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While the works are generally regarded as a reference for humanity, a 2012 news article intimates that de Bruyckere does at least consider the beauty of the horse, in and of itself, in her work. “The body of the horse, it is close to us – but not too close. We like it, we see it everywhere. It is one of the best friends of human beings. And it has such a beauty and such a mind.”[1] Elsewhere, deBruyckere was quoted as saying of the horses, “Once the veterinary students are finished with these bodies they go to the incinerator; it’s as though I could not accept this, couldn’t let it happen, so I took them with me and made something beautiful from them. That is how people should view them, not as dead flesh or meat, but as something living.”[2]

De Bruyckere grew up in Ghent, where her father was a butcher, a fact that she acknowledges has influenced her work. While this may at first seem a vague connection, it is worth remembering that horse meat is part of the culinary tradition of Belgium, so it would have been sure to feature in the family butcher shop. This fact adds an additional layer of complexity to de Bruyckere’s work, which may not be easily comprehensible within a culture where the eating of horses is largely taboo. The linking of the horse with the human in that context, then, takes on a much more nuanced, and even difficult, meaning.

Where the horse skins come from also seems to matter to visitors, as evidenced by the issue being addressed by the label in the AGSA exhibit – in fact one journalist overheard a gallery attendant at de Bruckyere’s Australian Centre for Contemporary Art 2012 show telling a visitor that the artists acquaints herself with the still-living horses, and waits for them to die of natural causes before collecting their hides.[3] Whether this fallacy was invented by the attendant or the gallery, and for what reasons, we are not told, but clearly, people consider more than just the human when looking at these works.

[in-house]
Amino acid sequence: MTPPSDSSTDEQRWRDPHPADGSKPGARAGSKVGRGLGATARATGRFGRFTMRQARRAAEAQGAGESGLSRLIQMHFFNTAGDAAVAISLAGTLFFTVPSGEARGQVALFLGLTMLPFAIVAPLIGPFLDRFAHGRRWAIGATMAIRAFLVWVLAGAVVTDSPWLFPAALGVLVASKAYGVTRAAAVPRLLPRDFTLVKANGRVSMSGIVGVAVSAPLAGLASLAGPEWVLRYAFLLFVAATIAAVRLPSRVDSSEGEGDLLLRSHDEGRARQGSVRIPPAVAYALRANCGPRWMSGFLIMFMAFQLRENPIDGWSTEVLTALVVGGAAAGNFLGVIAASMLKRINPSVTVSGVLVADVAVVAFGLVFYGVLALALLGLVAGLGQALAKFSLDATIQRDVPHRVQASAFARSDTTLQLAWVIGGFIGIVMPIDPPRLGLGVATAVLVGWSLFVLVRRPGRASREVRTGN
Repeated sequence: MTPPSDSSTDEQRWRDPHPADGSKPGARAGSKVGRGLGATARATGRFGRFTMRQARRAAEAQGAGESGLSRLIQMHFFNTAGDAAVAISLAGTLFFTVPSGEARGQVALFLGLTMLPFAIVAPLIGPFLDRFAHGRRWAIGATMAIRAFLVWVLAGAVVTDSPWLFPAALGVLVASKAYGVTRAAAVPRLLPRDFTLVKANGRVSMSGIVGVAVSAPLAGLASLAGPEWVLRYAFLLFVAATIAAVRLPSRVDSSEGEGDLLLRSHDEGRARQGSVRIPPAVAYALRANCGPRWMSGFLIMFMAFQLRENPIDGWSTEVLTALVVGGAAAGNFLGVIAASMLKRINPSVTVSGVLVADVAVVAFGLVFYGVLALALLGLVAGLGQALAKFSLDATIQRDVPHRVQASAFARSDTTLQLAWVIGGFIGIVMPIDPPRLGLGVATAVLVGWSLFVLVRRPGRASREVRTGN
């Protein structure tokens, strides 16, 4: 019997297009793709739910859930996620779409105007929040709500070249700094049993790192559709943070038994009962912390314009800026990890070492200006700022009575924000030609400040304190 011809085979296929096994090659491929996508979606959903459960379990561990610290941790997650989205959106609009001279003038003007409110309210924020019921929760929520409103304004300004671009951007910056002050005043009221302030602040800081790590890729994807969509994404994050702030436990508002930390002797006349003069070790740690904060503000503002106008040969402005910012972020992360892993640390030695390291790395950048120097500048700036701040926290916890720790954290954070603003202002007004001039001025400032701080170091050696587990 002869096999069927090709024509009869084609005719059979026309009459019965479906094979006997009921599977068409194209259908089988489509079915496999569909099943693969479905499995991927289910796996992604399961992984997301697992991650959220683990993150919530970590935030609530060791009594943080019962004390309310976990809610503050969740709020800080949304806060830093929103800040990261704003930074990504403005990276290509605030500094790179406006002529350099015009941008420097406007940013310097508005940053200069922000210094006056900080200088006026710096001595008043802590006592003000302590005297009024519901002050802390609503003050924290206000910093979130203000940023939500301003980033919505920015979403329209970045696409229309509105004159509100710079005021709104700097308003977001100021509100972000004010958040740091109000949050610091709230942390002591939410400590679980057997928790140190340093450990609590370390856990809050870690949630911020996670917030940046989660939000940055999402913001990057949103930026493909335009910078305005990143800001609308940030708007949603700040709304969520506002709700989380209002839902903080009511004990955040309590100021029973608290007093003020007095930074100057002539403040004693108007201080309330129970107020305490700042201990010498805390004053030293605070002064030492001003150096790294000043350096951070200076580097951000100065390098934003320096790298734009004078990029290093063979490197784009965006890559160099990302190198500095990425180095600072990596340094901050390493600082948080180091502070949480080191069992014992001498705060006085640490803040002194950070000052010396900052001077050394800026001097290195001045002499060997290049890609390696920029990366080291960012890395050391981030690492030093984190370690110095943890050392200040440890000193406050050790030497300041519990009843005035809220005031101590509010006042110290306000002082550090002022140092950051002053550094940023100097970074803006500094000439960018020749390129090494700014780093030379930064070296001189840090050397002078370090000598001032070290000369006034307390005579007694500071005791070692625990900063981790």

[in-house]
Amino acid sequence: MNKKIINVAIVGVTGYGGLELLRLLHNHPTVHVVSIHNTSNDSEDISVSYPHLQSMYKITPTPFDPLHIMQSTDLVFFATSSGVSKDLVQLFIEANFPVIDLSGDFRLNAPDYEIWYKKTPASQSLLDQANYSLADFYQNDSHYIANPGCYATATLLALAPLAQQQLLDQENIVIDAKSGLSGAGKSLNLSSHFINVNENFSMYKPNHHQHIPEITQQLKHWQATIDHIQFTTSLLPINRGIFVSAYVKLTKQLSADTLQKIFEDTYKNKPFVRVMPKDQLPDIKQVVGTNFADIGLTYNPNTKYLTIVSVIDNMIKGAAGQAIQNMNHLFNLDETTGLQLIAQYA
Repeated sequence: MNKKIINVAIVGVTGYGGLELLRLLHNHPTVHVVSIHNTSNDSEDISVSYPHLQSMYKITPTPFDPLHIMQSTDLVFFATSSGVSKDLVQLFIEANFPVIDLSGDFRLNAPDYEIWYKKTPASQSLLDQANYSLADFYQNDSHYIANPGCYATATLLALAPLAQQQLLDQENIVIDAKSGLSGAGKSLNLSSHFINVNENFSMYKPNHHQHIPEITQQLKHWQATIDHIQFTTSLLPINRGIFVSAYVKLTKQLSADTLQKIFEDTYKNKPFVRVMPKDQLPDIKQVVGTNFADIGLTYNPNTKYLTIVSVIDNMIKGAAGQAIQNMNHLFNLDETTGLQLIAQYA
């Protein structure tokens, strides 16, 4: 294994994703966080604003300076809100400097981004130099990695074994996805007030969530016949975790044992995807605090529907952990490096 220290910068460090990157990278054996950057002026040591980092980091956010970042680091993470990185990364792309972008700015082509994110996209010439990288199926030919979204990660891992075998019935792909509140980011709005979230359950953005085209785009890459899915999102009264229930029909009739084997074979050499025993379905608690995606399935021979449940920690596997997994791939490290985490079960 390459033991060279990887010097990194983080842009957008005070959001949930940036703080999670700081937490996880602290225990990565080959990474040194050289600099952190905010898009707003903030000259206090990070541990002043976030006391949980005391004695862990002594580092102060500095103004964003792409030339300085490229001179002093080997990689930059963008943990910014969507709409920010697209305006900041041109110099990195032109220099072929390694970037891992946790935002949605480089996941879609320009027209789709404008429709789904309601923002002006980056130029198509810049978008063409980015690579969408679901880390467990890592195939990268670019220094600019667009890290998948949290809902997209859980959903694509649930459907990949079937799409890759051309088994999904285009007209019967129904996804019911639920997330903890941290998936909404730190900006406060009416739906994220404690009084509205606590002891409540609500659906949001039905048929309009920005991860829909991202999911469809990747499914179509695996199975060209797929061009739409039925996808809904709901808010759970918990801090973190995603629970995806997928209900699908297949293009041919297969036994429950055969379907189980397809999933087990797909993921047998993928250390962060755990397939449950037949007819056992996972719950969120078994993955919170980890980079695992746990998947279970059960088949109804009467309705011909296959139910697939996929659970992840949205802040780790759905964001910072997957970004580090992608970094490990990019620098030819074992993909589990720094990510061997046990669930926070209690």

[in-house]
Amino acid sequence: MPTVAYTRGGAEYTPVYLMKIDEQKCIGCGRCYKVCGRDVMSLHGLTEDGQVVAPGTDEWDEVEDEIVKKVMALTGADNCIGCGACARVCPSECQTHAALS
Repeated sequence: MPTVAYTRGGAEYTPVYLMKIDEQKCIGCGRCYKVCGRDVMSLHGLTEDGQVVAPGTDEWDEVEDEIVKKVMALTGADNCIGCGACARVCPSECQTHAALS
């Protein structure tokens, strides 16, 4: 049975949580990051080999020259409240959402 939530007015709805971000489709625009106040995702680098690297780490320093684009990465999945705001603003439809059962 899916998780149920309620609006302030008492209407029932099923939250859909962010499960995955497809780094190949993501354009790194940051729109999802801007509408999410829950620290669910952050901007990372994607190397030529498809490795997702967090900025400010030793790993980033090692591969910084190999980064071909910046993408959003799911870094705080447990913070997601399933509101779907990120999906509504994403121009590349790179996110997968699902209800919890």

Lots of people, better qualified than I, have written about de Bruyckere’s art. While it makes me ponder the equine condition more than the human one, she herself has said that “certainty gives you nothing to say” [4], and so perhaps that is okay.

 

REFERENCES:

[1] Andrew Stephens, “Works born of bloodied memory”, The Age, June 2 2012, http://www.theage.com.au/entertainment/art-and-design/works-born-of-bloodied-memory-20120601-1zmd6.html 

[2] Alexandra Coghlan, “In the flesh”, The Monthly no. 80, July 2012.